- 5 reviews
- 4 completed
What a wonderful class. The instructors were fun, engaging, and clear (most of the time). And if you were confused, you could post your questions, and have them answered by other students, course staff, or even the instructors, who were always gracious and open-minded, even when students were criticizing them. They even had a special overlay, a "mystery" which was great fun and gave the students who already knew much of the material something to play with, and the rest of us something to wonder at. In the end, though, you only needed the material presented in the videos and exercises to pass the class. Some of the exercises were devilish, because the idea was to get you to think like an astrophysicist, but they were always do-able in the end. I cannot recommend this class enough!
Fascinating course. The material applies to many other fields, and has led me to think about some of my beliefs and why I am slow to examine opposing views at times. The course description clearly states it is not about the science of climate change, but examines the science behind denial.
Just can't say too much good about this course! I completed the whole series (4 courses). I fully expected to crash and burn in the first two weeks, but the instructors were so helpful that I not only made it through, I did well. Additionally, Paul and Brian are a fantastic team! Brian has the funniest deadpan, and is so "blank" in asking questions that someone wrote in that he must not have much background in the topic. Only a Nobel Prize! You do need good high school math to get the most out of the class, but you can even enjoy it without doing the math exercises. I cannot recommend it enough!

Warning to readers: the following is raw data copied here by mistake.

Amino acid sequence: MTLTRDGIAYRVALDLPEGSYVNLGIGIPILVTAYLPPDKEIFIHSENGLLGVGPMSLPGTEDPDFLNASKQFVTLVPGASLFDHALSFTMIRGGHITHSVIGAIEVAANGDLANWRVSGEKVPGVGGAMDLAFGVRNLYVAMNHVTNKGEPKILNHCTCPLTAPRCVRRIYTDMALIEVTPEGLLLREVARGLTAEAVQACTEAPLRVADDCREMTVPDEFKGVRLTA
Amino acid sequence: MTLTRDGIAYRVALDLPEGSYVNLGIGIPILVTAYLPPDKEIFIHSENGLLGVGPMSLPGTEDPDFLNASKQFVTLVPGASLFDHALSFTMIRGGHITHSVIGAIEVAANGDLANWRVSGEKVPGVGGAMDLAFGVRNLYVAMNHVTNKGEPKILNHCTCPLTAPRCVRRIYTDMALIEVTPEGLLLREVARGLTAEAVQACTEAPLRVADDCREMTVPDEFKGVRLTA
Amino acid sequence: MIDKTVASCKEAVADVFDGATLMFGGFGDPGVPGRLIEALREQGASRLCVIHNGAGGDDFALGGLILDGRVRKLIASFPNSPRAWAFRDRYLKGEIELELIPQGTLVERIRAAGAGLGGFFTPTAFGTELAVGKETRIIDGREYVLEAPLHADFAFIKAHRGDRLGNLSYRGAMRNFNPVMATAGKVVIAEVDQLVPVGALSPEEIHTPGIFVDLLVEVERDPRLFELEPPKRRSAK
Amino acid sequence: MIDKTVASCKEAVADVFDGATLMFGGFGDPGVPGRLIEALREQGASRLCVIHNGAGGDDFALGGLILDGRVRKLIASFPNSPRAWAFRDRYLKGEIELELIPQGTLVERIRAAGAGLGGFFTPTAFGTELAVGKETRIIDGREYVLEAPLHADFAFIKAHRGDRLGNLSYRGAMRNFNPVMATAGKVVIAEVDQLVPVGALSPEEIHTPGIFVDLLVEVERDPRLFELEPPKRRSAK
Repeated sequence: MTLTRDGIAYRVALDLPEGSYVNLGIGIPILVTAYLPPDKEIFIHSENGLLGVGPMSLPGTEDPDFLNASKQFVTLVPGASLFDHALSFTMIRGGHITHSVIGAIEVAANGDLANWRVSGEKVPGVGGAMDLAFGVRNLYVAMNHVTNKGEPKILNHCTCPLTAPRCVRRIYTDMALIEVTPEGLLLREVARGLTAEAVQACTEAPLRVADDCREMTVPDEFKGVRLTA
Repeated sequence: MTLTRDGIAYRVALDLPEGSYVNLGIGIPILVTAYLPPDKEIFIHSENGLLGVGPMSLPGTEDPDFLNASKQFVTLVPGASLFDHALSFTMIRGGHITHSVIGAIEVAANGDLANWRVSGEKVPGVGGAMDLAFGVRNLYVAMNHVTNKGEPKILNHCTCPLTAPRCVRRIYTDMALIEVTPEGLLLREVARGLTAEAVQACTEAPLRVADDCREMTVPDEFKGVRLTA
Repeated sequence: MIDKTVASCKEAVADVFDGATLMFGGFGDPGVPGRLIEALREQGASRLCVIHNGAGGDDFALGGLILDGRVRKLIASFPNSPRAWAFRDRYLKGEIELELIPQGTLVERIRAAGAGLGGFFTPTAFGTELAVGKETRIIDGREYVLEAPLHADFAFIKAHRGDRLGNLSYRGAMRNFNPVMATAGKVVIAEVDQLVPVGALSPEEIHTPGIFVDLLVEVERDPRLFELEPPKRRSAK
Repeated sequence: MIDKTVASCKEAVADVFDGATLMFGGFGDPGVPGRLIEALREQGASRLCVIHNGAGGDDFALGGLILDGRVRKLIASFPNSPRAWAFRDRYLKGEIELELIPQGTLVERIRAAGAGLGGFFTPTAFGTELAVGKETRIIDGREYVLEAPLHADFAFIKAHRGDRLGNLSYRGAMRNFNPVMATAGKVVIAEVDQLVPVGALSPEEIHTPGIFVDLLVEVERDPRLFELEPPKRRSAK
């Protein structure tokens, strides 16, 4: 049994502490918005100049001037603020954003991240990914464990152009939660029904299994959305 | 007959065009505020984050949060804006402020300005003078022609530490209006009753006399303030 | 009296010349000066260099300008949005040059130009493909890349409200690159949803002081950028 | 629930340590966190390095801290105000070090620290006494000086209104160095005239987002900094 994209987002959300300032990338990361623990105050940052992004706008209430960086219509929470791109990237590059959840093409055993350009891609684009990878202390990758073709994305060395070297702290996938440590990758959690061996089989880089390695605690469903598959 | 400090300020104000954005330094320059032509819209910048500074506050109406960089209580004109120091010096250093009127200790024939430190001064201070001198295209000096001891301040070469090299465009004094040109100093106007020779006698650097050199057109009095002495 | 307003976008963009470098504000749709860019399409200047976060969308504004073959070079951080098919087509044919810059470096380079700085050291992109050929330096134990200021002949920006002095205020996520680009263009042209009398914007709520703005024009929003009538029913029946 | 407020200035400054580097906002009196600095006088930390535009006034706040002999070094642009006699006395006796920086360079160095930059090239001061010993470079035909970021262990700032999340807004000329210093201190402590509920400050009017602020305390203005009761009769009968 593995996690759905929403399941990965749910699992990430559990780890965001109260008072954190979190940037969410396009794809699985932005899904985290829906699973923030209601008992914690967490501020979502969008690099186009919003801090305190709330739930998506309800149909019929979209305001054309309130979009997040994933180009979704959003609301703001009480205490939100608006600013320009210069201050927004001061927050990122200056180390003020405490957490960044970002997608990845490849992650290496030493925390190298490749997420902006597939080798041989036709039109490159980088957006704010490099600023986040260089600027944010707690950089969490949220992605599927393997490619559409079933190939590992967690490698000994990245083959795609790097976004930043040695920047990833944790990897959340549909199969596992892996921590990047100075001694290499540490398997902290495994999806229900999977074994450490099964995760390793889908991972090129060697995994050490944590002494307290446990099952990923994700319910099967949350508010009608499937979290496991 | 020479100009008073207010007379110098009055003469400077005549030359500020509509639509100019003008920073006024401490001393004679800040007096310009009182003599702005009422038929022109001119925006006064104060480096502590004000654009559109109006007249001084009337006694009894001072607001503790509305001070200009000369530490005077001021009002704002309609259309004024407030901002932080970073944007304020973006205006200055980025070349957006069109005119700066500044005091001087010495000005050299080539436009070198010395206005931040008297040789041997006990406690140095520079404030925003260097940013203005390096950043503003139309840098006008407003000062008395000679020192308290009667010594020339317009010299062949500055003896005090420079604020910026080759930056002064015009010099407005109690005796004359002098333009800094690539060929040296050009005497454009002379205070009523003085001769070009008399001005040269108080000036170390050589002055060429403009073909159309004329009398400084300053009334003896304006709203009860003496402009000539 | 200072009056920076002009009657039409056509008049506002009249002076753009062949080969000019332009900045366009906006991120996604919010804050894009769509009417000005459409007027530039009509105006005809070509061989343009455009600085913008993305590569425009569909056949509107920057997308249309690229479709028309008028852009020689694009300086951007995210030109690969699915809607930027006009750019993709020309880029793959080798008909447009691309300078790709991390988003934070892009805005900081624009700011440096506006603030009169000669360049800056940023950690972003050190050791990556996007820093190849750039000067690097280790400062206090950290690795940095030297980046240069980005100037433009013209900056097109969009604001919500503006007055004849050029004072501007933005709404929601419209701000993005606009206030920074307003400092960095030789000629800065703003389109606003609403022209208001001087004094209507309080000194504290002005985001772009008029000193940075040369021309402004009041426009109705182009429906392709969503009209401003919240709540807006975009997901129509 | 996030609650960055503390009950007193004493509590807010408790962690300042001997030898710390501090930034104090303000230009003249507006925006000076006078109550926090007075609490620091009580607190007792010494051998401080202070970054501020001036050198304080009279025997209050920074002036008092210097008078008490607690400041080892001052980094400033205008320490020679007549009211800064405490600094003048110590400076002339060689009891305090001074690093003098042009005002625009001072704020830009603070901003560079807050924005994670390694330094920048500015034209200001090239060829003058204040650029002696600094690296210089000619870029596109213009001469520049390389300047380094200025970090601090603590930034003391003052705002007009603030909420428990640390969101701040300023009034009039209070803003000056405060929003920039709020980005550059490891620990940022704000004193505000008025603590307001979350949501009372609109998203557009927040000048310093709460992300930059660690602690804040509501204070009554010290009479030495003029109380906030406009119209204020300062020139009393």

I have taken some extraordinary courses at edx.org, but unfortunately, this wasn't one. Pros: It's fun. The presenter is amusing and non-threatening. If you don't know much about the blues, you will certainly learn something. Cons: This is not really a course as much as a teaser for Berklee's own online classes. Once I realized that it made sense, but they don't do the plug for their paid class till you finish the course. It's way to light at first...after you hear the presenter sing an interval a few times, you are expected to recognize it in a quiz...no referal to ear-training practice apps, for example. Then it abruptly transitions to much more sophisticated materials related to blues form..boom! Also, no contact with instructors...oh,OK, at the end they tell you that if you want that you have to take their paid class. I wouldn't have minded this if it had been clear up front, but as it was, I felt scammed. Finally didn't learn much about music theory. But it was fun.
This was my second MOOC, and almost put me off them for good. I had high hopes, but I found, for instance, that the videos did not give enough information, and then people were asked to comment on the item. For example, in one case, we were asked if Thoreau would approve of a fashion item students at Harvard wore in the early 1800s. Many of us came to the conclusion that he would approve because it was hand-sewn. Staff never commented on the fact that pretty much everything was hand sewn in those days, as sewing machines didn't come into common use for another 30 years or so, and the item was produced in a workshop by 'sewing-girls.' So Thoreau would have taken that quality for granted. I thought that the basic idea was interesting, but that the implementation was unsatisfactory.